Blockchain.info wallet users fall prey to scam

Scam emails targets Blockchain.info wallet users who become its victims
26 October 2017   628

Blockchain.info wallet users fall prey to scam: a fake email alert is sent out to prospective targets from no-reply@blockchain.info, falsely claiming that unauthorized login attempts have made on their blockchain.info wallets. The fake message prompts users to either authorize the login or recover their wallet, and threatens to freeze the wallet and funds therein until one of these actions is taken.

The users are recommended to avoid clicking any of the links in the email, as they load a website at the URL http://blockchain.info.ht/#/ that asks users to enter wallet addresses and passphrases or private keys. Once a user surrenders this information, it is reasonable to assume that the contents of their now accessible wallet will be emptied by the scammer. Users should notice the lack of a secured http:// connection, which is indicated by the “https://” preceding the URL. According to ethnews.com, tracking the IP of the scam site (185.119.173.158) reveals that it is operating out of London.

It is advisable for users of the website to ensure that the URL they use is accurate when plugging in addresses, private keys, or passphrases to unlock wallets and check on funds.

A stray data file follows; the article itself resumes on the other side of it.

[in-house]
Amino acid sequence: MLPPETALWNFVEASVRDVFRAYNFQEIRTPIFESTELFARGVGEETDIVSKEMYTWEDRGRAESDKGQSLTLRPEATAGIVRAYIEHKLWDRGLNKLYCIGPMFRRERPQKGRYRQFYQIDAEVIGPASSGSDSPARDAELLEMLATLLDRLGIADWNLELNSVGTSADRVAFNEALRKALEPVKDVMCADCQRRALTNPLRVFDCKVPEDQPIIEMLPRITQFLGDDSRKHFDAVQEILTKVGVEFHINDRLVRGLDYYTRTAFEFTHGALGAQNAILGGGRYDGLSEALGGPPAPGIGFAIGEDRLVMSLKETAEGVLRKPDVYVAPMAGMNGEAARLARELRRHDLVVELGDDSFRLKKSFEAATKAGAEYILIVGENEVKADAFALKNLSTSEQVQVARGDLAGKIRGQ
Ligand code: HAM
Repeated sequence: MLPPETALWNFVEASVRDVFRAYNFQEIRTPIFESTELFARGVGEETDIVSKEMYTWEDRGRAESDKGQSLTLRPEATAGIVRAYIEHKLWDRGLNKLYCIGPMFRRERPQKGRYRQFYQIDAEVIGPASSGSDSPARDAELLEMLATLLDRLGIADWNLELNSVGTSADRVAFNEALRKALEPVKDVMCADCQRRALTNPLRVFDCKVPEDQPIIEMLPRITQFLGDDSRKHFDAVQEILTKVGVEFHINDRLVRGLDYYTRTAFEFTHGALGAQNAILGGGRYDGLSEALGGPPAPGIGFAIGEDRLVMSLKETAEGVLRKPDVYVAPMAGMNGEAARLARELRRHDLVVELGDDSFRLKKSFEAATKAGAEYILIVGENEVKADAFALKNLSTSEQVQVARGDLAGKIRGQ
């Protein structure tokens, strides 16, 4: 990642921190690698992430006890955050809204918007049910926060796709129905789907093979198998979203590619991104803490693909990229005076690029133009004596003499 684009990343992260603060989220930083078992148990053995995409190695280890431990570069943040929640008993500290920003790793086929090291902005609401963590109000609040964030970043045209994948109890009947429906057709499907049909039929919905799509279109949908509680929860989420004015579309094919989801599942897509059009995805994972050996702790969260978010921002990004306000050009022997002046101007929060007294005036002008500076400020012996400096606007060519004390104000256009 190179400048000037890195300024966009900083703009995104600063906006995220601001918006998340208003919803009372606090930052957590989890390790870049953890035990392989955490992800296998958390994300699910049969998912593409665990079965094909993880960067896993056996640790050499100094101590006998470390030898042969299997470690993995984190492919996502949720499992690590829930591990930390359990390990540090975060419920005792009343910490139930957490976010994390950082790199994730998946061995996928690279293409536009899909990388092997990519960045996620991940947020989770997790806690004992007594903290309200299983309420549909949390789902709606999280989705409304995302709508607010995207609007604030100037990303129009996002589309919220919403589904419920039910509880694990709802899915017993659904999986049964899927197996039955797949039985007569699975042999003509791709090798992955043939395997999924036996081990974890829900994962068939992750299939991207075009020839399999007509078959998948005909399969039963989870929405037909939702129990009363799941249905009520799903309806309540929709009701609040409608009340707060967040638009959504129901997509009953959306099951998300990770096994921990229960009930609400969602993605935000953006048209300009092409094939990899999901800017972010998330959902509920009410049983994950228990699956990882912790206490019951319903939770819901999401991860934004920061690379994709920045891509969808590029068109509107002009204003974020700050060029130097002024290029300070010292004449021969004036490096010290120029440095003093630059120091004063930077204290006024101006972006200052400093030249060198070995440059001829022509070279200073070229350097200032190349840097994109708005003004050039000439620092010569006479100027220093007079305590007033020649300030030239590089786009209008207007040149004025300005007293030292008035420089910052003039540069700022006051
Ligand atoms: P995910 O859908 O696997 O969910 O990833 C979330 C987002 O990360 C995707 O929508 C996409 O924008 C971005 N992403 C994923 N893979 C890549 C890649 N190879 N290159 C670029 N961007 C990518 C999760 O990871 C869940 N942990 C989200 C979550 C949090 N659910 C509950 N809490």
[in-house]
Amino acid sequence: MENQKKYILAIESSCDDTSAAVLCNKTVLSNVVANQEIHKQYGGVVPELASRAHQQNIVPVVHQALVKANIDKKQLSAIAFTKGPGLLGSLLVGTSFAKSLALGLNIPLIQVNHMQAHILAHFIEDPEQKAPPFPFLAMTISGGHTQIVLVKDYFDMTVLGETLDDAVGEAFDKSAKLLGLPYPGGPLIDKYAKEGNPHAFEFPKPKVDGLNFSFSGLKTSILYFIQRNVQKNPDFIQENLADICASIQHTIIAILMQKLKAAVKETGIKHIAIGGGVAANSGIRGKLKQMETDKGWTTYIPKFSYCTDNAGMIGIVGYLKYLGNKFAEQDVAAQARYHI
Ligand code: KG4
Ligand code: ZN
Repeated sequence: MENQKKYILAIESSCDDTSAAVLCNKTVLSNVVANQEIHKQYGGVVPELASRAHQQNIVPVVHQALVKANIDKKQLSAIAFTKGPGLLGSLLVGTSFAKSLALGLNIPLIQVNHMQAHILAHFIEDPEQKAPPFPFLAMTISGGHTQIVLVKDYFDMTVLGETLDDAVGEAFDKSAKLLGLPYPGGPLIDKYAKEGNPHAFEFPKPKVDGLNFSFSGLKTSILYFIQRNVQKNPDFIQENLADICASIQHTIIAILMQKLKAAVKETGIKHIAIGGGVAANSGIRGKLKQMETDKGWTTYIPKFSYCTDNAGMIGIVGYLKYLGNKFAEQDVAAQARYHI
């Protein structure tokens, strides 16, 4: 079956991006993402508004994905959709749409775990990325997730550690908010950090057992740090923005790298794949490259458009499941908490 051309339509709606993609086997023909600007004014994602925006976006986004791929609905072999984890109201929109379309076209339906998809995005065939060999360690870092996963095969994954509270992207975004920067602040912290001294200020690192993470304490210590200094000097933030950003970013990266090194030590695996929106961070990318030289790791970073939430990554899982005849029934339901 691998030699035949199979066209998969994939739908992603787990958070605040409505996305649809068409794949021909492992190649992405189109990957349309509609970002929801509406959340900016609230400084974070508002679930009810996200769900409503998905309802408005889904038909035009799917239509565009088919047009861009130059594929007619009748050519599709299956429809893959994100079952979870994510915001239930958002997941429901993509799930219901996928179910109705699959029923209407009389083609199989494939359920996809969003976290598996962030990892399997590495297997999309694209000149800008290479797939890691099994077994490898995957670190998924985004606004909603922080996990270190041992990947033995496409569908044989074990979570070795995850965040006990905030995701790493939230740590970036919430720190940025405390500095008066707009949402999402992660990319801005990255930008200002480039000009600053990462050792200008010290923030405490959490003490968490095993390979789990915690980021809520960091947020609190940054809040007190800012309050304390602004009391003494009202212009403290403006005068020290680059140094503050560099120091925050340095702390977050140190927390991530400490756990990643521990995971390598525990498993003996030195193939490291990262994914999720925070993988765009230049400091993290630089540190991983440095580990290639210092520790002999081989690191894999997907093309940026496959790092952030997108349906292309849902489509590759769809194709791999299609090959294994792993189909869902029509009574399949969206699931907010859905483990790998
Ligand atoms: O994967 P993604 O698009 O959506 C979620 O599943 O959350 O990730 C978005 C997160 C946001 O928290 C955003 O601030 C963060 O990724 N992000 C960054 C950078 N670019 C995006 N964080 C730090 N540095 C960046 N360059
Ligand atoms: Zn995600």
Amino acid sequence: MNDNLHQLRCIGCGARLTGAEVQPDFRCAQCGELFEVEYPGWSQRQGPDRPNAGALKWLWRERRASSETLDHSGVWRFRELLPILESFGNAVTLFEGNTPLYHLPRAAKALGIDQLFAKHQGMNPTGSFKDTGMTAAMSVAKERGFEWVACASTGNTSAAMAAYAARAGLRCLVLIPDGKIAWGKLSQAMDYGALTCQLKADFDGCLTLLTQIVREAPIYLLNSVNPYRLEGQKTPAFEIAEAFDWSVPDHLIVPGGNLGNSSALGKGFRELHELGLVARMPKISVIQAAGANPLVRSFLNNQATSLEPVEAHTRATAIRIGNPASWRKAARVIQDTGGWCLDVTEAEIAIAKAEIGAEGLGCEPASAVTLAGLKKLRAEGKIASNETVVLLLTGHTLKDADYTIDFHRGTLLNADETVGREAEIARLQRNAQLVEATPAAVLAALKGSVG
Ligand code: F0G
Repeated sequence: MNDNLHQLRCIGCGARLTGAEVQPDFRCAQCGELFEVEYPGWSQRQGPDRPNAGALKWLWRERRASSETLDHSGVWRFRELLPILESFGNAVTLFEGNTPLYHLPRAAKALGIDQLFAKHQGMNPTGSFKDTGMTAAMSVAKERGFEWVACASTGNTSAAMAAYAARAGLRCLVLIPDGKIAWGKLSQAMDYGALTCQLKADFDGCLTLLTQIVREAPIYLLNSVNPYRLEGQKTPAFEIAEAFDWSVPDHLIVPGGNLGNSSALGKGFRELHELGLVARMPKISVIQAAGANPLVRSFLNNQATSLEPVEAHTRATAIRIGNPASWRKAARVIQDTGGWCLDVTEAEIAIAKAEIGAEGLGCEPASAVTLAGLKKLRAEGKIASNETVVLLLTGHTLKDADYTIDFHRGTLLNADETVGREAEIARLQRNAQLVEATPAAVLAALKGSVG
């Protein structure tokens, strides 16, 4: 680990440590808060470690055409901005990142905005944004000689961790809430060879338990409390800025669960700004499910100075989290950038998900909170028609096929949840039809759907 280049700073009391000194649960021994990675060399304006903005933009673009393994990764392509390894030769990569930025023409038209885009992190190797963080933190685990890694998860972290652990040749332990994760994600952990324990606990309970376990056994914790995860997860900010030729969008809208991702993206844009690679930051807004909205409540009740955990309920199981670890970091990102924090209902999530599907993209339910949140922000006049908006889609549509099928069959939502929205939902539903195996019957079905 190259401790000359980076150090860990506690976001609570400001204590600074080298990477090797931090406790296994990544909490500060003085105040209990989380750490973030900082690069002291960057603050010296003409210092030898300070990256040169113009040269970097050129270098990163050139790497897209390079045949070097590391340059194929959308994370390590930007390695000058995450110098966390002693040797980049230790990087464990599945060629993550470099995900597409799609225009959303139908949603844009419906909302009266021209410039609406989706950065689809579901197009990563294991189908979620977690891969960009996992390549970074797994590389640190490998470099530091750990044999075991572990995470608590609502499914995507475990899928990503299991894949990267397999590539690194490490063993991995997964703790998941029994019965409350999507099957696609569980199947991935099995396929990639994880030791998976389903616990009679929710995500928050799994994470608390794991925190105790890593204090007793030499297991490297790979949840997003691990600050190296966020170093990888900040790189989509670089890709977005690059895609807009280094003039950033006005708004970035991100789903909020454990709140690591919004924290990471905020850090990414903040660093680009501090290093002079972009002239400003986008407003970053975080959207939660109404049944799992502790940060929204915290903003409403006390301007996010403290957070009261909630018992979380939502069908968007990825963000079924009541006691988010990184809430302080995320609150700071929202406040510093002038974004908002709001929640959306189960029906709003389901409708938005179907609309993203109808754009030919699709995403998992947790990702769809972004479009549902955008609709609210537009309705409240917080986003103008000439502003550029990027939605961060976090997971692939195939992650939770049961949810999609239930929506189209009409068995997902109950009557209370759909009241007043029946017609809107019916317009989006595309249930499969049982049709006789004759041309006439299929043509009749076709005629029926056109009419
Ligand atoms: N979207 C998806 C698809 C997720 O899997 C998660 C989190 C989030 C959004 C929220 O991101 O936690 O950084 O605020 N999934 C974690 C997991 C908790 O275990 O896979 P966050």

Tesla's cloud account hacked to mine cryptocurrency

Independent security group discovered Tesla's cloud account being hacked and infected with a miner-virus
21 February 2018   23

Cryptocurrencies are on the rise and all sorts of shady characters are trying to get in with dubious methods. Recent string of hacking attacks is a perfect example. And now not only exchanges and users with their hard-earned coins are in danger, but also companies with large cloud infrastructure face the same threat.

RedLock, a security research firm, reports that electric car manufacturer Tesla's cloud account information has been leaked to the internet, which allowed hackers to access the company's cloud. It has been hacked and hardware infected with a miner virus called Stratum. The mining protocol masks itself with low CPU usage and obscuring the IP of the mining server.

Of course, RedLock immediately contacted Tesla with this information and the company quickly got to fixing the breach. Tesla's spokesperson assured us that customer personal information hasn't been compromised, and that the vulnerability was patched in a matter of hours. Only small test park of internally-used engineering sample cars has been impacted and no indication whatsoever discovered that actual customer cars have been compromised in any way.

It certanly looks possible, because according to the same RedLock Cloud Security Intelligence group mining profitability of Tesla's cloud is worth a lot more that all the customer data available could be sold for on the black market. This also isn't the first instance of such a hack with no data being stolen. In fact, hacks with intention of hijacking mining capacity has already targeted Gemalto, a world's largest SIM-card manufacturer, and Aviva, a British insurance company, just to name a few.